In terms of gigs, there were many that had music fans salivating. Radiohead returned to their rightful place as Pyramid Stage headliners, while grime had a brilliant year at the festivals with Skepta headlining Wireless and Stormzy selling out his captivating live tour in seconds. For me, though, it was the return of Britpop heroes that provided me with some of my finest 2017 live memories. Gorillaz, headed by Damon Albarn, put on their own festival in Margate with some of the greatest R’n’B and rap artists around. In one day I was lucky enough to see De La Soul, Vince Staples, Kano and the world’s greatest virtual band. Likewise, their show at the Brighton Centre later on in the year turned the 5,000 capacity venue into a carnival. It was at the Brighton Centre, too, where another highlight was held. From the other side of the Britpop war, Liam Gallagher, fresh off his debut solo record, As You Were, tore the roof off with new songs and Oasis classics.

Another focal point for 2017 for me has been the sheer volume of excellent female artists. Two of my favourite records and gigs of the year came from Jane Weaver and Aldous Harding, while Lorde’s Melodrama could stake its place for the greatest pop record of the century. Furthermore, St Vincent’s Masseduction was one of the most exciting, diverse and beautifully crafted of the year.

Lastly, a little note to all the fantastic Brighton bands that I and my colleagues have the honour of seeing perform and grow both live and on record. 2017 was an exciting year for both Black Honey and Tigercub, who continue to develop into the most exciting bands across the country. Of course, Royal Blood returned with triumphant shows at both Concorde 2 and the Brighton Centre. It was also a great year for the new bands, with Strange Cages, Fruity Water and Drip Gloss all looking like they’re set to have a wonderful 2018. Let’s hope 2018 is just as exciting and astonishing as 2017.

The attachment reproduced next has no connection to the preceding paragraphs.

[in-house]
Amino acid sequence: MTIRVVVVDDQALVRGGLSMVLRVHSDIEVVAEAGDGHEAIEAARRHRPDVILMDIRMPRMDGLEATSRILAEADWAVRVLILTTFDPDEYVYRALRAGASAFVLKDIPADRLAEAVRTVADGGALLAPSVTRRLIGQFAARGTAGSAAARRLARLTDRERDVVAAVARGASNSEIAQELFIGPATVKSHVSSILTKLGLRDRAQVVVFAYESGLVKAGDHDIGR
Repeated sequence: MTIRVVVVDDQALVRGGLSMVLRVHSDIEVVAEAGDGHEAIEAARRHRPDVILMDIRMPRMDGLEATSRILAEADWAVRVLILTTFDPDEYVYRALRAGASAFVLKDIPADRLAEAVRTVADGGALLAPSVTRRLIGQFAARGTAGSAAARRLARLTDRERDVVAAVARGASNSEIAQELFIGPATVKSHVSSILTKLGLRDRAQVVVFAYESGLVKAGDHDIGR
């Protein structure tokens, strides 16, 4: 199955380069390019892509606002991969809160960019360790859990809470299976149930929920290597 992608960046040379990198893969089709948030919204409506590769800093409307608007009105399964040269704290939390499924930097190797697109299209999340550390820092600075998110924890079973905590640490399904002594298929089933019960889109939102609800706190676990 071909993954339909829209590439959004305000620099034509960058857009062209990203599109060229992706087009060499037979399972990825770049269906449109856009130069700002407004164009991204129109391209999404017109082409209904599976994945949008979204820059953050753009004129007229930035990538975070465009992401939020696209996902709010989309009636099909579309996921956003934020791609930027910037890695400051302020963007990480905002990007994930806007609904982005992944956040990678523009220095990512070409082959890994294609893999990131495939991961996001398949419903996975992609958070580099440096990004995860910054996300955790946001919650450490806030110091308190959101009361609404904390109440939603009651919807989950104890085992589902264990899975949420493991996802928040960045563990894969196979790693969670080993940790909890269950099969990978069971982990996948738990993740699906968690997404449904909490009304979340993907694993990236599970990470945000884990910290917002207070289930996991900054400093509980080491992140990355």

Liam McMillen

On reflection, 2017 had a lot going for it musically, more so than it initially seemed to me anyway. I think the majority of my favourite releases from last year are ones that were completely unexpected, I’ve found this every year. Even editing this piece I’m remembering more and more great albums from the past 12 months. This isn’t a rundown of everything I’ve simply listened to, this is the stuff which I think is exceptional and which really stood out to me when looking back on the music of last year.

I’m guilty of sticking in my comfort zone a lot of the time. I’ve always loved indie music and all the tangents that go with it. Girl Ray‘s debut Earl Grey is an immediate choice to go for and one I’ve returned to again and again. There isn’t really anything bad you can say about this album. It either clicks with you or it doesn’t but it’s an album which seems to have resonated with a lot of people.